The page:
Aside from being known as a bossy Roman emperor back in the year 161, Marcus Aurelius is widely regarded as one of the fathers of Stoic thought & philosophy. His writings were mostly reflective journal entries to himself that focused on using logic to control your mind, living a good natural life, and the beauty of life & death.
Today we’ll look at some words from Marcus that recently stuck in my mind…
"You have power over your mind - not external events.
Realize this and you will have strength."
These words, although simple when read quickly, hold tremendous meaning even thousands of years later.
The common man will go through life growing endlessly tired as he reacts and attempts to control the external world around him, not realizing that the external world is really controlling him in this exchange.
Muse over these daily interactions for example…
- A news headline pops up in your alerts, twitter feed, or TV … feelings of disgust, outrage, or despair arise somewhat automatically (especially in 2017).
- Your family or significant other make you upset with an irrational side comment or action … once again feelings of frustration or guilt arise without warning.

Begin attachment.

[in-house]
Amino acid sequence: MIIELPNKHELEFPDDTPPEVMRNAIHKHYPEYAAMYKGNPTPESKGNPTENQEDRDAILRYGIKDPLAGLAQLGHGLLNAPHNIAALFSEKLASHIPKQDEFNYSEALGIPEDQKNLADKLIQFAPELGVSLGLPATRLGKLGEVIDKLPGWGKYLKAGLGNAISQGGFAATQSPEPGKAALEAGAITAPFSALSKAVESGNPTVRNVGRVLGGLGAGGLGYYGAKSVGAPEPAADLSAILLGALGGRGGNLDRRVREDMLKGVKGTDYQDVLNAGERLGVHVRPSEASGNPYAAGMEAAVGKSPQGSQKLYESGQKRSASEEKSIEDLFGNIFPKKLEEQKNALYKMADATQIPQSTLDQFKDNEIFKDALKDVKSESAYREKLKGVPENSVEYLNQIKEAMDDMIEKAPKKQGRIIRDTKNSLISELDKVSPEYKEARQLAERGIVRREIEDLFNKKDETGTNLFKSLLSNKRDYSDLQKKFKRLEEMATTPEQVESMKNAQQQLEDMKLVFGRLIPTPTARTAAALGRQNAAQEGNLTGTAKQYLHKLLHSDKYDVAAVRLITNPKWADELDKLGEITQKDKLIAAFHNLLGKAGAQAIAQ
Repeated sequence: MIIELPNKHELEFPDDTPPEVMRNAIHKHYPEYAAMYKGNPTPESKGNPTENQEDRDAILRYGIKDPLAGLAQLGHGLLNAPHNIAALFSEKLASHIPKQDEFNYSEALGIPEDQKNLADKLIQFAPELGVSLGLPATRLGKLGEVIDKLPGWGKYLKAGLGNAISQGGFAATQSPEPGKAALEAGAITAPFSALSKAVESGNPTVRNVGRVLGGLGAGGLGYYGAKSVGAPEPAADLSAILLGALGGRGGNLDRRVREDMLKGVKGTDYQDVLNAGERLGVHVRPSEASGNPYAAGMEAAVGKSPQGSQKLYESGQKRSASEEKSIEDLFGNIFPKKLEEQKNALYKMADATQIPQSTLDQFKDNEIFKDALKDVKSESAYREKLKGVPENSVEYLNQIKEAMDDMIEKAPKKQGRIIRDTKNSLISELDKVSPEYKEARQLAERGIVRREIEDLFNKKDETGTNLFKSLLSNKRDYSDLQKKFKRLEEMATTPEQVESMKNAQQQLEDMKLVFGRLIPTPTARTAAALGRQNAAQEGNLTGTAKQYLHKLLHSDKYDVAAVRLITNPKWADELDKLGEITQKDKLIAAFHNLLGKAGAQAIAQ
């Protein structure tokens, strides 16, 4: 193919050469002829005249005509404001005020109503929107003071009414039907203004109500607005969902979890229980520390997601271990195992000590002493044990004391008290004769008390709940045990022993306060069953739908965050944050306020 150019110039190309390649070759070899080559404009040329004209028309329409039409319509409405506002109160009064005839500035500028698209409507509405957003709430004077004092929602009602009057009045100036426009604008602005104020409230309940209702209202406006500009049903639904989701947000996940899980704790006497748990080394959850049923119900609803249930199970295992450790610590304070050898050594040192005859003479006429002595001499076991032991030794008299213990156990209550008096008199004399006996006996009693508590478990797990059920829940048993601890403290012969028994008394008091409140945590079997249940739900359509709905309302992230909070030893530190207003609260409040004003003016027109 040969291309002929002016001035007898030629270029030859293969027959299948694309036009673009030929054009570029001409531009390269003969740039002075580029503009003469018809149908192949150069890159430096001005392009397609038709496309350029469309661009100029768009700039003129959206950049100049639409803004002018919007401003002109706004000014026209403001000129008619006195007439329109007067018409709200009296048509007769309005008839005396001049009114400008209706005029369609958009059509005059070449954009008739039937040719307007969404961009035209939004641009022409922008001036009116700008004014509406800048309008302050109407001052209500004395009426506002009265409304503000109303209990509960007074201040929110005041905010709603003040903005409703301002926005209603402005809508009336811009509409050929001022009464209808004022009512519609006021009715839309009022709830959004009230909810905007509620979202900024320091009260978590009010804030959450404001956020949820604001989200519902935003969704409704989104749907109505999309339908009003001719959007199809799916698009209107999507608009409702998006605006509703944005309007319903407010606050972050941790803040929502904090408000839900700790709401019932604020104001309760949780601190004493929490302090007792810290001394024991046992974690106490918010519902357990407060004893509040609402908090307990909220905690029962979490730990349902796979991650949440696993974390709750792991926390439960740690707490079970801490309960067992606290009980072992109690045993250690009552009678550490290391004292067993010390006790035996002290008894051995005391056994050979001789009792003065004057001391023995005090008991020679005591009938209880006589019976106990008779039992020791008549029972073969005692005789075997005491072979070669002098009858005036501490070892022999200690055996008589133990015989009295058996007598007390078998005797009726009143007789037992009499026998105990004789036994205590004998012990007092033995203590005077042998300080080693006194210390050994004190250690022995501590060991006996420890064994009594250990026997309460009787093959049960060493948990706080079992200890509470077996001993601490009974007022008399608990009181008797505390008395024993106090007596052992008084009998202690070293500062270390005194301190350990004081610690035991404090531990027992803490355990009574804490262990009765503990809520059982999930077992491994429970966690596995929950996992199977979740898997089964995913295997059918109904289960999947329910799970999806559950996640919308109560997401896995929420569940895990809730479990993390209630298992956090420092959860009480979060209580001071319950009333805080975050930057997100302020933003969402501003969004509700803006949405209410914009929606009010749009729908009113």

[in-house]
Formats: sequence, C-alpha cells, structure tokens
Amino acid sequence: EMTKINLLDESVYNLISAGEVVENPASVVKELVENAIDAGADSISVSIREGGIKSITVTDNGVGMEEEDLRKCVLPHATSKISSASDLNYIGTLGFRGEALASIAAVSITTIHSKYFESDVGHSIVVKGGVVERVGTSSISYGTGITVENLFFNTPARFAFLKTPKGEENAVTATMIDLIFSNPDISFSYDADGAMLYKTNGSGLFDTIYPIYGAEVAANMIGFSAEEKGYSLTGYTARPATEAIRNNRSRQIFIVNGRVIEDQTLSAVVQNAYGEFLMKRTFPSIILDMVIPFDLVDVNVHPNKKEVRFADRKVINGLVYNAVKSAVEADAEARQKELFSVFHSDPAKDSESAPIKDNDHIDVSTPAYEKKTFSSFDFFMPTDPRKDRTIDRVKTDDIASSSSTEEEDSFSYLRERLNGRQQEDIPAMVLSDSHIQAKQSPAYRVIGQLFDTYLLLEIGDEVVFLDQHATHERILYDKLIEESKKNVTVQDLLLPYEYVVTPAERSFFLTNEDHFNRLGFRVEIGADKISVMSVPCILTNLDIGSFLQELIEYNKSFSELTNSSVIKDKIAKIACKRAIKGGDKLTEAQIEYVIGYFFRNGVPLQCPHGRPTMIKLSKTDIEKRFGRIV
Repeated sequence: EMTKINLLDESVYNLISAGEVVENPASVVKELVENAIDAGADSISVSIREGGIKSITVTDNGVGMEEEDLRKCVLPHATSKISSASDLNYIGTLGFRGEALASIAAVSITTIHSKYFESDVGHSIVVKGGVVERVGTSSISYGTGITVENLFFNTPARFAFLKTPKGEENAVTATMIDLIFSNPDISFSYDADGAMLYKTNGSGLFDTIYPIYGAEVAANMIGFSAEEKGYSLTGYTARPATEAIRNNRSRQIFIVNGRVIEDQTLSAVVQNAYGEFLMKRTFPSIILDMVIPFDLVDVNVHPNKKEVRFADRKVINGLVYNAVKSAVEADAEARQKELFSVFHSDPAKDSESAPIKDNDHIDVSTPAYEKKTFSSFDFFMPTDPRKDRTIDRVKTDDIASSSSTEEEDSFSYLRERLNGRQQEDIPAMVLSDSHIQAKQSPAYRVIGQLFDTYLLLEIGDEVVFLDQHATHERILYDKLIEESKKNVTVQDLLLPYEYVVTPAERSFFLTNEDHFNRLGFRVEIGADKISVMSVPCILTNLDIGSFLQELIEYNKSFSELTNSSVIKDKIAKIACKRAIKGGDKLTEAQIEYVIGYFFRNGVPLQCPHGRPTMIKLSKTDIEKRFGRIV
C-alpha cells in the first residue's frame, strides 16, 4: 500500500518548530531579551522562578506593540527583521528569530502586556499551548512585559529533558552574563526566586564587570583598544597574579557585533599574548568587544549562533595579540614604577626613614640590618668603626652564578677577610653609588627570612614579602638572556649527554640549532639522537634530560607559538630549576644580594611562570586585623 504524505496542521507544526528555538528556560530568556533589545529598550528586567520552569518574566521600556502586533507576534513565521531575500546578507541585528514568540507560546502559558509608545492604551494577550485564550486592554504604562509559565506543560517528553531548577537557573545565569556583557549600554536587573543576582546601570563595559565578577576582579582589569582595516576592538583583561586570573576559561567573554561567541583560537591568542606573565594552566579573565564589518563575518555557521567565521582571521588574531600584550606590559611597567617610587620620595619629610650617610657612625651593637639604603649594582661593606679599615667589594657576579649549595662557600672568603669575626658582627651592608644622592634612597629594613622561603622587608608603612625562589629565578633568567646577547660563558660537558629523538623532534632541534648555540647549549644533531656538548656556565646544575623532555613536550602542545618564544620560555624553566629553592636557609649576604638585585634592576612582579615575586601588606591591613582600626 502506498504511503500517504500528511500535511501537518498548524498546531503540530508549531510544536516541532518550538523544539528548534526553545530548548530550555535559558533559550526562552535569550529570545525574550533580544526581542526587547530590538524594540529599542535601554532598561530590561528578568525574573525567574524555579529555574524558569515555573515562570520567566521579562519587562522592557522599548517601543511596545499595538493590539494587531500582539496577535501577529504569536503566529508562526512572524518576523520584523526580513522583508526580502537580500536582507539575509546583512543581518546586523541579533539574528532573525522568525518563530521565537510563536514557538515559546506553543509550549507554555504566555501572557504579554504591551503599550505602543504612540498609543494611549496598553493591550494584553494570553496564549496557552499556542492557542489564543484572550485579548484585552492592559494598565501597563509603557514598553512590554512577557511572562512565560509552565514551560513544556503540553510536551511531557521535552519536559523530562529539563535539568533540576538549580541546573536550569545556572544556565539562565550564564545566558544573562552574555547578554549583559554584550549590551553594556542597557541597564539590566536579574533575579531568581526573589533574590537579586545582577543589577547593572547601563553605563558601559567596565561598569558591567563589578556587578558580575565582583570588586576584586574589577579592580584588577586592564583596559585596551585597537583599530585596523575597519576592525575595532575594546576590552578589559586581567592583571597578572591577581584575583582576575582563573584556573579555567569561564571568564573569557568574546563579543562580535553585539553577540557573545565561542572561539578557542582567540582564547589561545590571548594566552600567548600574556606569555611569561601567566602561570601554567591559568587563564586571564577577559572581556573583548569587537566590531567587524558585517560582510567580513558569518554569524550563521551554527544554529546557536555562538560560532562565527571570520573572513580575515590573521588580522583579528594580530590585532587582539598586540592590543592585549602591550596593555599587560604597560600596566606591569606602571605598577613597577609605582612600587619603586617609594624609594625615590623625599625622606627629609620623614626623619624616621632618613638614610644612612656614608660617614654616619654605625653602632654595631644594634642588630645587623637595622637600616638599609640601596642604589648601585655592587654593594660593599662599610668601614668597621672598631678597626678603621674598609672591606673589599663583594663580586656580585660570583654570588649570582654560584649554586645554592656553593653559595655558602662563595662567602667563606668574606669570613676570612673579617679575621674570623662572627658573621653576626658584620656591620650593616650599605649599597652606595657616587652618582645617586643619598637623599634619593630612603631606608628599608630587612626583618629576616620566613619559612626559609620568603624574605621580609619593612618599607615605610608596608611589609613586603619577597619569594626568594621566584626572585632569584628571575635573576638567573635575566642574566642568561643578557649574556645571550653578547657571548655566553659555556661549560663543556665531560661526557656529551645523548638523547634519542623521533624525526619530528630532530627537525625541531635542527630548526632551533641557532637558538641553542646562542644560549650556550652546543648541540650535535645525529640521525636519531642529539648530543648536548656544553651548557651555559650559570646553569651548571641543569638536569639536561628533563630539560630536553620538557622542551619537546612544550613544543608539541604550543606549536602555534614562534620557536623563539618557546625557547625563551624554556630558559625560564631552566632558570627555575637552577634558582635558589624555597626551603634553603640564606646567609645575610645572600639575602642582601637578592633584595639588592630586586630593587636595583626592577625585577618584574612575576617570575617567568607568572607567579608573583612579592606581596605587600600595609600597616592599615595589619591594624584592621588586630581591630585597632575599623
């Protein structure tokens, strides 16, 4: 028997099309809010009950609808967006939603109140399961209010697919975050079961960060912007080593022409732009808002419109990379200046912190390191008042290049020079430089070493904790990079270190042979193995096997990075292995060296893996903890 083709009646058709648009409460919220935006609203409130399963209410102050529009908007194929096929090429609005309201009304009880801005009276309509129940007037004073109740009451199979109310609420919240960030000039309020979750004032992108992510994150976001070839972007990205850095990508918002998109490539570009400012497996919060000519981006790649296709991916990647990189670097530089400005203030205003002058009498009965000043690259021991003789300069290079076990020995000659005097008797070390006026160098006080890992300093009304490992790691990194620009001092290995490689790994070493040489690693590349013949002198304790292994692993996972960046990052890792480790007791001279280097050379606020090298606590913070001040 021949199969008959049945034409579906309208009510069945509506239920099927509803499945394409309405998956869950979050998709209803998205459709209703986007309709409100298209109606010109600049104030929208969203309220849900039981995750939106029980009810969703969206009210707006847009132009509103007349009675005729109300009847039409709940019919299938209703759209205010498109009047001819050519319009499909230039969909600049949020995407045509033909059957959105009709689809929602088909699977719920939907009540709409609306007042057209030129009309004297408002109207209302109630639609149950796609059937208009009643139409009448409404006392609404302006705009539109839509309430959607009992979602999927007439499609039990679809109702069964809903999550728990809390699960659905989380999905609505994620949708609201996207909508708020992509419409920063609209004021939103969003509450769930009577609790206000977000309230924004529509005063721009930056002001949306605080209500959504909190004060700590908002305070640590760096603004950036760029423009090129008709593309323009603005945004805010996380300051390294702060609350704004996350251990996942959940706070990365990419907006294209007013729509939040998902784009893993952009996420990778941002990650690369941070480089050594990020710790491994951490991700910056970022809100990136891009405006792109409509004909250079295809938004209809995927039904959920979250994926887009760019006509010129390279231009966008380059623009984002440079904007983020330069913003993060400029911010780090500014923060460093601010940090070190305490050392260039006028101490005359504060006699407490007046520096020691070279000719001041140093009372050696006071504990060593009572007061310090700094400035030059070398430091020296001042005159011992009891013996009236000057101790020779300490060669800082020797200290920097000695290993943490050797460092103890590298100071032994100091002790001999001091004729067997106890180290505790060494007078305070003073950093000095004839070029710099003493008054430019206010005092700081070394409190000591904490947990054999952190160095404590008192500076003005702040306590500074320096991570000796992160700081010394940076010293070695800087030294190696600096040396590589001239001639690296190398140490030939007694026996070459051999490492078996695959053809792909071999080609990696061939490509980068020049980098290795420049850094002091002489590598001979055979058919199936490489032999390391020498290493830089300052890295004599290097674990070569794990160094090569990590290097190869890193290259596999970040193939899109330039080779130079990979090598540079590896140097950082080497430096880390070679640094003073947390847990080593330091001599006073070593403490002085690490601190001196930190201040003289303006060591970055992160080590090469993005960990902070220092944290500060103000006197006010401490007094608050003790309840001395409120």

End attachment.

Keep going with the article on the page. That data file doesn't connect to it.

Most importantly, whether you come out and react to these things or not, is that they arise an emotional trigger inside that instantly changes attitude and mood. However with some mental fortitude, these events wouldn’t even cause you to bat an eyelash as they are external to yourself. This is the exact essence of the stoic idea of having power over your mind. Once you have this power, it would be your choice to react or reply instead of your instinct.
The supremely powerful mind is a wonderful slave but a terrible master. Therefore if you are able to gain control of the mind, your potential is limitless, however if you are simply subject to its erratic patterns and conditioned responses you will be constantly manipulated by external things and left in place chasing your tail.
Marcus Aurelius understood this far before all of these distractions were in place to divert our conscious attention. So now while our challenge is even greater than his, it is still the same challenge! Control the mind and control your happiness.
Marcus’ approach was through daily “Meditations” where he would write down his thoughts and feelings with the aim of tracking and understanding his own psyche. Here he was able to deconstruct his own internal wiring and understand the how’s and why’s of his happiness, finally concluding that it was all under his own control; for life is completely merciless and unpredictable, and death is absolutely certain for all of us.
This may not be an easy or warm pill for many to swallow, but in the end it leaves everything up to the individual rather than a set of life situations or a higher power that we are powerless over. So ultimately it is with great power comes great responsibility… the responsibility of our own mind.
To think or not to think? That is the question.
To question or not to question. That is to think.
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